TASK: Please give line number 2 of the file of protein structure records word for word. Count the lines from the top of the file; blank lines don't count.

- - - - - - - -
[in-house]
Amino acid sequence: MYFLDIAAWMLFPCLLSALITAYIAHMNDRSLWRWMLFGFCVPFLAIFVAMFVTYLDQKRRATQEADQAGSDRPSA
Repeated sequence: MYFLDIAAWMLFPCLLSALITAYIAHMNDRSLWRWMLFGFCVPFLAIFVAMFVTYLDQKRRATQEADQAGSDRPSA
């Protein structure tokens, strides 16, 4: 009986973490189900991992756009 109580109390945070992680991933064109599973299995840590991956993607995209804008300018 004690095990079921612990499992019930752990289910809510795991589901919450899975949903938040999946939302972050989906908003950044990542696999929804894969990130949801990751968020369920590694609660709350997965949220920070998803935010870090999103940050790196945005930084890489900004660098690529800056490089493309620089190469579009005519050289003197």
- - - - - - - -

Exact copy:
Amino acid sequence: MYFLDIAAWMLFPCLLSALITAYIAHMNDRSLWRWMLFGFCVPFLAIFVAMFVTYLDQKRRATQEADQAGSDRPSA